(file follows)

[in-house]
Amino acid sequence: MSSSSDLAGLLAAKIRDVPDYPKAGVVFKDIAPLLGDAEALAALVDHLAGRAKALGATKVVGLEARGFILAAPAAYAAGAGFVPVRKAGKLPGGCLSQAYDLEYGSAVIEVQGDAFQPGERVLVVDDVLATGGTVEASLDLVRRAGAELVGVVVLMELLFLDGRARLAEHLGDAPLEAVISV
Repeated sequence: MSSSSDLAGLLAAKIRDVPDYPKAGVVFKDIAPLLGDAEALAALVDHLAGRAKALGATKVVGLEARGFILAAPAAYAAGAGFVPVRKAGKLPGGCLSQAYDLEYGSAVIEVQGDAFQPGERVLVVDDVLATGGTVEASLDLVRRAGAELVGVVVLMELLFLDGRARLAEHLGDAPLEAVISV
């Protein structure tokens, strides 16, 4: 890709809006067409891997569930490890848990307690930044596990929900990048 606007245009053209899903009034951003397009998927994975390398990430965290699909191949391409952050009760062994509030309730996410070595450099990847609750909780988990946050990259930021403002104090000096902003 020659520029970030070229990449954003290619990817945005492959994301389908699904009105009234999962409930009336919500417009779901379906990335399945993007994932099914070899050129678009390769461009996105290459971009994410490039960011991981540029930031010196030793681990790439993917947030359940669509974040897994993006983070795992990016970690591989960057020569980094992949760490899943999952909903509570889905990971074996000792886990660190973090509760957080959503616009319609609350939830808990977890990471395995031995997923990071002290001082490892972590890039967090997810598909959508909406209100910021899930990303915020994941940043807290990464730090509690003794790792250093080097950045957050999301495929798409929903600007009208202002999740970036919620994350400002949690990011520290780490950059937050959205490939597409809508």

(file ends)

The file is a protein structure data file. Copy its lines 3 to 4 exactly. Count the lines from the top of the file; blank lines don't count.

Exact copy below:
Repeated sequence: MSSSSDLAGLLAAKIRDVPDYPKAGVVFKDIAPLLGDAEALAALVDHLAGRAKALGATKVVGLEARGFILAAPAAYAAGAGFVPVRKAGKLPGGCLSQAYDLEYGSAVIEVQGDAFQPGERVLVVDDVLATGGTVEASLDLVRRAGAELVGVVVLMELLFLDGRARLAEHLGDAPLEAVISV
């Protein structure tokens, strides 16, 4: 890709809006067409891997569930490890848990307690930044596990929900990048 606007245009053209899903009034951003397009998927994975390398990430965290699909191949391409952050009760062994509030309730996410070595450099990847609750909780988990946050990259930021403002104090000096902003 020659520029970030070229990449954003290619990817945005492959994301389908699904009105009234999962409930009336919500417009779901379906990335399945993007994932099914070899050129678009390769461009996105290459971009994410490039960011991981540029930031010196030793681990790439993917947030359940669509974040897994993006983070795992990016970690591989960057020569980094992949760490899943999952909903509570889905990971074996000792886990660190973090509760957080959503616009319609609350939830808990977890990471395995031995997923990071002290001082490892972590890039967090997810598909959508909406209100910021899930990303915020994941940043807290990464730090509690003794790792250093080097950045957050999301495929798409929903600007009208202002999740970036919620994350400002949690990011520290780490950059937050959205490939597409809508």